The weretiger's follow-up attack took out the first shambling mound; he basically leapt in and ripped it apart. The second one hit him pretty hard, though. Gorsack got slapped down, not quite hard enough to kill him. Even though he'd done some damage with his Fire Shield, he decided it was time to fall back and retreated to stand beside Martini. Finally, the Shambling Mound smashed Ruin, but Ruin riposted with the last of his strength and killed it. The moment it fell, Martini put a knife through the back of Gorsack's skull, killing him instantly. Azrael rushed over and immediately claimed the goblin's spellbook.

At that point, the battle is essentially over. The weretiger is bleeding out, his second-in-command has backed off, and the two surviving wererats have retreated to their lair. Benny the flesh golem stumbles over to the corpse of Gorsack, assures us that the dead goblin just needs sleep, and carries him back to his chambers to put him to bed.

We searched the room, finding about 600 gp worth of random crap that the shambling mounds had accumulated, and a magical crystal that was probably animating them. Mercy destroyed this, ensuring that they couldn't respawn. Draz, the weretiger's second-in-command, approached us to ask if we were the boss now. We told him he was the boss, and Ruin went to inform the two remaining wererats of the new arrangement. We gave Draz 50 gp and reminded him that everything that Agnorax had owned was his now, and he went away happy (in a greedy, short-sighted sort of way).

So now we had access to the lever that opens the gate to the next area, which was full of aimlessly wandering undead that Gorsack had created but said he didn't really control; he called the area his garbage pit. He was probably lying about that, since they seemed pretty angry now that he was dead.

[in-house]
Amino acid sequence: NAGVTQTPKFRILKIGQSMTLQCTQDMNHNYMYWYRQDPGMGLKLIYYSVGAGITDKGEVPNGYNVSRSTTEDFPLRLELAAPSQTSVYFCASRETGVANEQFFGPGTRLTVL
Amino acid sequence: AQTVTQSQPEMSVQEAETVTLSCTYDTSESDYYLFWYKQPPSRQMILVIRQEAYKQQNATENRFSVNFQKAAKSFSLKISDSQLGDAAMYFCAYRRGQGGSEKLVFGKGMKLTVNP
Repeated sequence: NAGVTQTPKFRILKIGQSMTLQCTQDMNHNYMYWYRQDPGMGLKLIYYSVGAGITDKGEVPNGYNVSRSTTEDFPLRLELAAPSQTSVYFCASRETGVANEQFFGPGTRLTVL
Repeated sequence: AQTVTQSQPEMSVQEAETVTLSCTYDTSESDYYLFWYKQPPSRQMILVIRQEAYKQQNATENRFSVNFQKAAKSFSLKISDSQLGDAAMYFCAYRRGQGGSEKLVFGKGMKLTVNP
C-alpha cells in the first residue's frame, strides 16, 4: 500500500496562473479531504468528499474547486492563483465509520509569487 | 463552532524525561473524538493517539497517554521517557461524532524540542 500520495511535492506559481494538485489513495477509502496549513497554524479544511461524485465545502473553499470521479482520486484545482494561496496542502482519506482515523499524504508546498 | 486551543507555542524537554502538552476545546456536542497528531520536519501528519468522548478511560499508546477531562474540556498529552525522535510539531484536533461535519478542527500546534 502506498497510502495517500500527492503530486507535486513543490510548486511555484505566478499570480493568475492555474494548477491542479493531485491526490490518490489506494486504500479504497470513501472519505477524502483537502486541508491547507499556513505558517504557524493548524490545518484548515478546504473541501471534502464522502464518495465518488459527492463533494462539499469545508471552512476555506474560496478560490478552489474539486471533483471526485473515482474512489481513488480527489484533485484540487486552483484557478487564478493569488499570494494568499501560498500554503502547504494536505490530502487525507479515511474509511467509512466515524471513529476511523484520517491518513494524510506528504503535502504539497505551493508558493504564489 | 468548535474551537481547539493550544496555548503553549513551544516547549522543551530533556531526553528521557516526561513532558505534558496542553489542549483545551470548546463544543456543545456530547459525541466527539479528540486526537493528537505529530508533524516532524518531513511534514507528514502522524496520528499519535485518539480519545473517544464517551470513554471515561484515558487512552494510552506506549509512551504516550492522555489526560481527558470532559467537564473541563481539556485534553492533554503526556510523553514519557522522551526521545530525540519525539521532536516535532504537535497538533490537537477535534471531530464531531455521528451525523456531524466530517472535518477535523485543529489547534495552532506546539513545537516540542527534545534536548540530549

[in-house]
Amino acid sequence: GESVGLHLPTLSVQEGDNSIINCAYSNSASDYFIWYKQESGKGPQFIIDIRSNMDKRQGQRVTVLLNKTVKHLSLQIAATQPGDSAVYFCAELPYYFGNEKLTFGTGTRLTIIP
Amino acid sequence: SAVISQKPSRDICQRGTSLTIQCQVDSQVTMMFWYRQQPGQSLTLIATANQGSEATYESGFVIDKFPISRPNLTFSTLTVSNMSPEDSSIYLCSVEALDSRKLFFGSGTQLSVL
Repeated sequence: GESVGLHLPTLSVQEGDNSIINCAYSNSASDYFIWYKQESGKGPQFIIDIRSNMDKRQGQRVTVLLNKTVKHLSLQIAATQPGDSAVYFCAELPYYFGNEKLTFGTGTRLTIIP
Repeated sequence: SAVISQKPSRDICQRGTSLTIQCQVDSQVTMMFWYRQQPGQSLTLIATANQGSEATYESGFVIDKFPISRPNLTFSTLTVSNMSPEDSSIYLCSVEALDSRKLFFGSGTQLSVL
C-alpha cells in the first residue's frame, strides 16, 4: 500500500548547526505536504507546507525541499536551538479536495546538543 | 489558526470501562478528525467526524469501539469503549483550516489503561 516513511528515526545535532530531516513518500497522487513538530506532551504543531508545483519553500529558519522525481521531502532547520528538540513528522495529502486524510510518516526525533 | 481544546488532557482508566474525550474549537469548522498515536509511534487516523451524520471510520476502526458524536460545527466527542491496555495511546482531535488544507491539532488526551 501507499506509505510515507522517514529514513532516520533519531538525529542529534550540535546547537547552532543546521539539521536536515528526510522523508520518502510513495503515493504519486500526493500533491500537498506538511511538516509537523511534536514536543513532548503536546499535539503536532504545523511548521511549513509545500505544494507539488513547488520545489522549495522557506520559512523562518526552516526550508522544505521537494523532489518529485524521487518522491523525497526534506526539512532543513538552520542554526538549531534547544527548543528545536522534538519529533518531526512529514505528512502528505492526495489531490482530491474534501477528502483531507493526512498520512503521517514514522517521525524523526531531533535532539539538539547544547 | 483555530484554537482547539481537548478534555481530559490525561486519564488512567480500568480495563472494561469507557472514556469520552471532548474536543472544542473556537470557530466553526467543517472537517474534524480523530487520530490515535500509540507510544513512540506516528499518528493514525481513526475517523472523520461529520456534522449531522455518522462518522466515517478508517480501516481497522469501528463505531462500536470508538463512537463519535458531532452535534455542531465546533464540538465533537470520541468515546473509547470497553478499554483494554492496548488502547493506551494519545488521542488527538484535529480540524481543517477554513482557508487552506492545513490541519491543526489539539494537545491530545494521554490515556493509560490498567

Azrael dropped a Grease spell where the things were gathering behind the gate, and Marshall Mercy raised his sacred snake and turned them. He turned them so hard, in fact, that four of the skeletons just exploded on the spot, and a couple of stronger things fled. He raised his holy symbol again, and this time the remaining ones fled as well -- the ones that hadn't fallen because of the grease. The party moved in, systematically finishing them off.

Finally, at the far end of this area, we located the secret door -- only Martini could hear voices beyond it. So we decided to head back to the druid's shack and rest there; we were pretty tapped out, and if we had our sense of time right then that would let us enter the Baron's keep just after dark. (We tried to loot Gorsack's chambers check on Gorsack on the way back there, but Benny wouldn't let us in. So, y'know, later for that.)

After the rest, we headed back to the secret door and opened it, surprising a couple of guard and killing them. We took their uniforms and put them on Azrael and Ruin, since Martini was temporarily invisible and Mercy didn't make a convincing guard. Then we proceeded through a wine cellar and a couple of storage areas, and up the stairs into the kitchen.

Something had gone horribly wrong up here. Two of the serving maids/cooks had been bludgeoned to death, and a third was sobbing in the corridor; we gave her a light and sent her down the stairs and out through the sewers (which were reasonably safe by now). We also checked out the weird scratching sounds coming from a nearby crate, and well... it held a pair of monkeys (presumably to be used as food?) which Marshall Mercy released and brought with us. Following the instructions we'd been given, we proceeded up the stairs to the hall... and encountered a pair of eyeless, gray-skinned creatures armed with giant clubs. They attacked immediately.

These things were tanks, and while we finally managed to take them down we had to use up most cleric Mercy's healing mojo afterwards. This would have been a really good time to fall back and rest again, only we couldn't. Instead, we went on to the next staircase and up, then through a door. The steward that we'd been warned about, Bartholomew, was sitting at the desk here. He said, "The Master is expecting you," and pointed at the door to the next room. He didn't seem inclined to attack us, so we left him alone.

We took a moment for Reverend Mercy to cast some blessings that might help us, then opened the door.

On the other side was a mind flayer.